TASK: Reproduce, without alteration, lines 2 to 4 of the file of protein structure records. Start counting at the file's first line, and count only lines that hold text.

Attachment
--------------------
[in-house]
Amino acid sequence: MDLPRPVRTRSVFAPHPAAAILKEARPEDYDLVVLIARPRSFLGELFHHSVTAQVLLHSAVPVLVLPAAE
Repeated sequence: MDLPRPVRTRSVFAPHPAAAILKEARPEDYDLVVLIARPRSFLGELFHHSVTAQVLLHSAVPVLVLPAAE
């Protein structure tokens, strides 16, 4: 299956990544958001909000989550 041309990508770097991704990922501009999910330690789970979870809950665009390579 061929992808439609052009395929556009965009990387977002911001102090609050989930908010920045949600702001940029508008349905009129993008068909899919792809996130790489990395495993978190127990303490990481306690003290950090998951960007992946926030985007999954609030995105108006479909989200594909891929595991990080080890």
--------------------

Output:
Amino acid sequence: MDLPRPVRTRSVFAPHPAAAILKEARPEDYDLVVLIARPRSFLGELFHHSVTAQVLLHSAVPVLVLPAAE
Repeated sequence: MDLPRPVRTRSVFAPHPAAAILKEARPEDYDLVVLIARPRSFLGELFHHSVTAQVLLHSAVPVLVLPAAE
């Protein structure tokens, strides 16, 4: 299956990544958001909000989550 041309990508770097991704990922501009999910330690789970979870809950665009390579 061929992808439609052009395929556009965009990387977002911001102090609050989930908010920045949600702001940029508008349905009129993008068909899919792809996130790489990395495993978190127990303490990481306690003290950090998951960007992946926030985007999954609030995105108006479909989200594909891929595991990080080890």